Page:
Lawmakers in Georgia removed a $38 million tax exemption for jet fuel from tax-cut legislation on Thursday in a move that will punish Atlanta-based Delta Air Lines.
Republicans vowed to remove the exemption after the airline cut ties with the National Rifle Association (NRA).
Georgia's Lt. Gov. Casey Cagle (R), who is also running for governor, had threatened to kill any tax legislation that benefits Delta after the company's decision to end a discount program for NRA members.
Delta was one of several corporations under pressure to end its relationship with the organization amid a push for increased gun restrictions following a Florida school shooting.
“I will kill any tax legislation that benefits @Delta unless the company changes its position and fully reinstates its relationship with @NRA," Angle tweeted earlier this week.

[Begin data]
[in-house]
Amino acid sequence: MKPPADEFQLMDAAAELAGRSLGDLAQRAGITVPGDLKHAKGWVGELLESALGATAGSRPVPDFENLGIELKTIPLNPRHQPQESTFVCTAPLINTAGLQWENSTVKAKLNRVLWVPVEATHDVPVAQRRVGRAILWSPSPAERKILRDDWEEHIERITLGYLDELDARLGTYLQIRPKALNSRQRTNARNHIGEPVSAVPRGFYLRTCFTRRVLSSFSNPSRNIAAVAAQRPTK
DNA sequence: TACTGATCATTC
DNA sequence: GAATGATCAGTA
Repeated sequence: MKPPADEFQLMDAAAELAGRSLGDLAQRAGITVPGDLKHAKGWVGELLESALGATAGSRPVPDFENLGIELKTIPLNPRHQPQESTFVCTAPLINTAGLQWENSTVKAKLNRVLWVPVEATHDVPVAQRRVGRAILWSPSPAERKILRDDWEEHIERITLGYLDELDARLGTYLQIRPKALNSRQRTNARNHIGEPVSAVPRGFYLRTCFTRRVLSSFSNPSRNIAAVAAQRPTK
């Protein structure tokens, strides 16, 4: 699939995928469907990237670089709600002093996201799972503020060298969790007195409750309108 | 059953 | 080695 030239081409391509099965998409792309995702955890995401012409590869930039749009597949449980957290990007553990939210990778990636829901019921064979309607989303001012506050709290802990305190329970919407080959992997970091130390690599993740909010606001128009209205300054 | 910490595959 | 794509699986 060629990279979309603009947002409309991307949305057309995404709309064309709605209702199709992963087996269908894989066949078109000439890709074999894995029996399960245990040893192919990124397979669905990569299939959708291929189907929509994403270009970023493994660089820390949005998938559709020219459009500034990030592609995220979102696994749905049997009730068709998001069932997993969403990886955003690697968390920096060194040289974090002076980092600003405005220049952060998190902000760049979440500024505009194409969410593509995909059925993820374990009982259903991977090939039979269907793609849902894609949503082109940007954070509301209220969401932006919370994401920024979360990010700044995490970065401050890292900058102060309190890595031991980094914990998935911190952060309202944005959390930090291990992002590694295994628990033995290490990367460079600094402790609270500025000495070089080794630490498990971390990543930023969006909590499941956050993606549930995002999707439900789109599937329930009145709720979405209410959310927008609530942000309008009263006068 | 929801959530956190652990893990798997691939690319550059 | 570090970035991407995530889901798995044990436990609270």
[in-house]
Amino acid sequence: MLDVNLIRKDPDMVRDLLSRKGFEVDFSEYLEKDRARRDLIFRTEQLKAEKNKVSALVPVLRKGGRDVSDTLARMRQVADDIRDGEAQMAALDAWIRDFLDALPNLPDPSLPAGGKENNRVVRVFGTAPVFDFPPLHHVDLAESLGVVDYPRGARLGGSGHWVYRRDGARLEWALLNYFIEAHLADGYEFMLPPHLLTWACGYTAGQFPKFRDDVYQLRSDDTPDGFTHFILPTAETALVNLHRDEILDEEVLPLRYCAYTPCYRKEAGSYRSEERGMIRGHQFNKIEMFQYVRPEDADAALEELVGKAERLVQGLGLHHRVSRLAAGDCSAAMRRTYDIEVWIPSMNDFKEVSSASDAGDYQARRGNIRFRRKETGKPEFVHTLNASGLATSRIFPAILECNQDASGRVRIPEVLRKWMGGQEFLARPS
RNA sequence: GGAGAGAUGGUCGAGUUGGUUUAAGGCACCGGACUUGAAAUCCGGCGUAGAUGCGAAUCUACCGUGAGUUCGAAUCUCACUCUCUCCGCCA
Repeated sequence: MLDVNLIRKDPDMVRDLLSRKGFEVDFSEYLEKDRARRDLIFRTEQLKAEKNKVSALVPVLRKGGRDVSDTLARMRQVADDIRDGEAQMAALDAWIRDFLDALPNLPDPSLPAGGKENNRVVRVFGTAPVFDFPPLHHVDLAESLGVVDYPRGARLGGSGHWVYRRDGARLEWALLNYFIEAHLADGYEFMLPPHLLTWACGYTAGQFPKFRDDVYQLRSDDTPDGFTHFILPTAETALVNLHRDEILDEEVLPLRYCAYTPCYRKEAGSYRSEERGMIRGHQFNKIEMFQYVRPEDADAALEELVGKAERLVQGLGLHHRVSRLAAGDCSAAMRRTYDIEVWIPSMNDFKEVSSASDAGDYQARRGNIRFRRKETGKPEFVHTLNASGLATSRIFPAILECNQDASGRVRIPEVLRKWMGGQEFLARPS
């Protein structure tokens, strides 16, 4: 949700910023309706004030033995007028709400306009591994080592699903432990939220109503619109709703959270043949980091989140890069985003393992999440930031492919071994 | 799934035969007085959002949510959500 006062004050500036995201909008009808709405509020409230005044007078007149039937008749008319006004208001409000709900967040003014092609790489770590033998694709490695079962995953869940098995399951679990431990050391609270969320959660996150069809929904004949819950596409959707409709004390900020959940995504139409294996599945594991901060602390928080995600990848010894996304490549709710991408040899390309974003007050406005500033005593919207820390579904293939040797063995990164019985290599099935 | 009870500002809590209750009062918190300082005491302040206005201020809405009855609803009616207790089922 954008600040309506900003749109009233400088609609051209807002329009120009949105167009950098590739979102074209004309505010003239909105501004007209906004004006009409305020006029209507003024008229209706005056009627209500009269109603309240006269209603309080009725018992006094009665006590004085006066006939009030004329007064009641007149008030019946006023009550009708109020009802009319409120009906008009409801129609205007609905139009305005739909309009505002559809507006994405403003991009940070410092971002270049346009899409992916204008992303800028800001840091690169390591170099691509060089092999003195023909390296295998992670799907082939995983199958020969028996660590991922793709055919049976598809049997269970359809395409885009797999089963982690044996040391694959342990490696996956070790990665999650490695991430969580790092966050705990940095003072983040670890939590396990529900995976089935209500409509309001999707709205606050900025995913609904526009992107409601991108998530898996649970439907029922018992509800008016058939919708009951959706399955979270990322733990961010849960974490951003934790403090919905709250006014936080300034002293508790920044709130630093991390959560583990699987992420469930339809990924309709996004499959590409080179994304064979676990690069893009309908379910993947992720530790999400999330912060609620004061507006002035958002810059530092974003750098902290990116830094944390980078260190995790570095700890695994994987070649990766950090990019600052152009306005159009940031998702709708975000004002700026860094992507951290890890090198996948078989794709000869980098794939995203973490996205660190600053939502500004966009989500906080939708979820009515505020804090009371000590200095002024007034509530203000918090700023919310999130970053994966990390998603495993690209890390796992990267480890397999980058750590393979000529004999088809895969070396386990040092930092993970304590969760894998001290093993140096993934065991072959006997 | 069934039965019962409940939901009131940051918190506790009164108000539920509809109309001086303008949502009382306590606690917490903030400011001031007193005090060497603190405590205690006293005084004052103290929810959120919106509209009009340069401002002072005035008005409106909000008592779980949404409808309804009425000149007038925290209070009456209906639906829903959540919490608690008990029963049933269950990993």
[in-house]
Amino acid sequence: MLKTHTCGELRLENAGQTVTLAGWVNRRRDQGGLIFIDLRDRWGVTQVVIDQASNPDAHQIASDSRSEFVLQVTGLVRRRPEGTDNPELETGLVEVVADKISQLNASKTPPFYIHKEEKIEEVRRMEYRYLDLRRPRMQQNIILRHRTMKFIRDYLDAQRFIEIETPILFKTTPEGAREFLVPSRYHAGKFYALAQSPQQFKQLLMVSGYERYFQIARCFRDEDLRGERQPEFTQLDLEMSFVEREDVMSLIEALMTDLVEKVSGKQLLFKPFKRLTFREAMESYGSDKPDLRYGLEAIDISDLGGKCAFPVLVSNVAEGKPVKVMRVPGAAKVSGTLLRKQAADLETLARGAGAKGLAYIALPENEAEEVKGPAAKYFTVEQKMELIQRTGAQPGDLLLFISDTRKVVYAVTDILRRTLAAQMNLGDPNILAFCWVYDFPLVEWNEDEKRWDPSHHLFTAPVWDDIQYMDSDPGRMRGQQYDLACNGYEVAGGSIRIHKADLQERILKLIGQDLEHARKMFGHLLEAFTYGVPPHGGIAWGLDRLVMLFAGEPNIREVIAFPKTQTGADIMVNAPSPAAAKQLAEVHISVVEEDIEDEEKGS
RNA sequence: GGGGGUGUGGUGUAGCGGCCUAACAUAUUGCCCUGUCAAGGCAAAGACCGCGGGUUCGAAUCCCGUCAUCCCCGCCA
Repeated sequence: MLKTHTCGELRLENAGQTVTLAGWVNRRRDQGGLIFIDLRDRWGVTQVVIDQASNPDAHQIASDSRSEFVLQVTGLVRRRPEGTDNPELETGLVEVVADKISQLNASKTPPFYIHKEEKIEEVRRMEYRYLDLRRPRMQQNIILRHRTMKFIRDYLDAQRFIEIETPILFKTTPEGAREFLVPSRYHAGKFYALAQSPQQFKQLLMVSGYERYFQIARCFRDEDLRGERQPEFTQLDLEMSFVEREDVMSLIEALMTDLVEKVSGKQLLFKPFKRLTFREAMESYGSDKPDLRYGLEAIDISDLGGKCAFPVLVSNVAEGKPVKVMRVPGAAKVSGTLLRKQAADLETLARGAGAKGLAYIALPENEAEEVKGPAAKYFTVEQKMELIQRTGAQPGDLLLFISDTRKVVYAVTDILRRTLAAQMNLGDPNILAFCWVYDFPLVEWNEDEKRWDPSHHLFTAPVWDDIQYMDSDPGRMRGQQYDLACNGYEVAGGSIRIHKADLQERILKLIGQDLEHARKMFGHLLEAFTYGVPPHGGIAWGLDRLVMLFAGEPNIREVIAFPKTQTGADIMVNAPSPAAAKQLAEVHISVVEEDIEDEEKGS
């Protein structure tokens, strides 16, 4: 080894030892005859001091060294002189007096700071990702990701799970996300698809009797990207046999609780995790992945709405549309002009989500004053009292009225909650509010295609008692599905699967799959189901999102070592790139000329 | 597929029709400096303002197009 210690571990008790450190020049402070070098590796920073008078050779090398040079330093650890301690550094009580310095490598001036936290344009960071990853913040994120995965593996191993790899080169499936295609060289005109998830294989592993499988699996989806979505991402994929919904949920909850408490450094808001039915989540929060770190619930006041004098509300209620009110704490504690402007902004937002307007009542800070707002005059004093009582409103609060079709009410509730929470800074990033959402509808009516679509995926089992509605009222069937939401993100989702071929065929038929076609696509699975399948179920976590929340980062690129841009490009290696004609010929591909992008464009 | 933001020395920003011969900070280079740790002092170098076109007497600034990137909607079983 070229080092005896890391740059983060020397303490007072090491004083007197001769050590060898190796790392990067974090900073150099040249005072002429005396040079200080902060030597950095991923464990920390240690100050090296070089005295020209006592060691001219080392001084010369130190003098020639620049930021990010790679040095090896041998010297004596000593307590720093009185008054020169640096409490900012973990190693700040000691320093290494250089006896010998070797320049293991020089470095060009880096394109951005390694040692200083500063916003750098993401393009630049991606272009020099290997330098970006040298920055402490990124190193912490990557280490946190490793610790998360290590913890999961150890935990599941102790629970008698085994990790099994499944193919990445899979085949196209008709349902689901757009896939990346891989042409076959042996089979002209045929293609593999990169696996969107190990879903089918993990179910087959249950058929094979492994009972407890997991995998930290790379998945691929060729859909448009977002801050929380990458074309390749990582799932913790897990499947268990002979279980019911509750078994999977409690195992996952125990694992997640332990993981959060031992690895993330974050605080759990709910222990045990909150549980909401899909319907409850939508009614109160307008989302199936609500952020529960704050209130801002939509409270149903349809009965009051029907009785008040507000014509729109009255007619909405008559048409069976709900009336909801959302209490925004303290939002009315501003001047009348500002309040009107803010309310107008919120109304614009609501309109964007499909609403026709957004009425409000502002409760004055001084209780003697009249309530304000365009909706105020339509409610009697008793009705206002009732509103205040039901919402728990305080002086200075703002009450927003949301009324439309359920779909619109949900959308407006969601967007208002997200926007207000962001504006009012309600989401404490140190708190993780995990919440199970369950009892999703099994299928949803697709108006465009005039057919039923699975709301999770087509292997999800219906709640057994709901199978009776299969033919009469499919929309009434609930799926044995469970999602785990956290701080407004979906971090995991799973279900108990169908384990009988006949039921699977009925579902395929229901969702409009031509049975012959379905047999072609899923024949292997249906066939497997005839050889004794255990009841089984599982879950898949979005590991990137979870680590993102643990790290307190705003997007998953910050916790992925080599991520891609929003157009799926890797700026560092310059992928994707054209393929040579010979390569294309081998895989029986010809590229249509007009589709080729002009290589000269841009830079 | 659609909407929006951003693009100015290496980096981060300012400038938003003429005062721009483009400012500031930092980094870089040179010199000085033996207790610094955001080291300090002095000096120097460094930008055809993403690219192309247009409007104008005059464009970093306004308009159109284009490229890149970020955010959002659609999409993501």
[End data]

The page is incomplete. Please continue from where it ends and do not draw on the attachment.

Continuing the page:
"Corporations cannot attack conservatives and expect us not to fight back."
I will kill any tax legislation that benefits @Delta unless the company changes its position and fully reinstates its relationship with @NRA. Corporations cannot attack conservatives and expect us not to fight back.— Casey Cagle (@CaseyCagle) February 26, 2018
The legislation had already passed the Georgia House prior to the decision by the Senate Rules Committee to amend it to strip the tax break for jet fuel, ABC News reported. The Republican-majority Georgia legislature then passed the amended legislation through both chambers by large margins, according to The Associated Press.
Georgia Gov. Nathan Deal (R) has indicated he will sign the bill.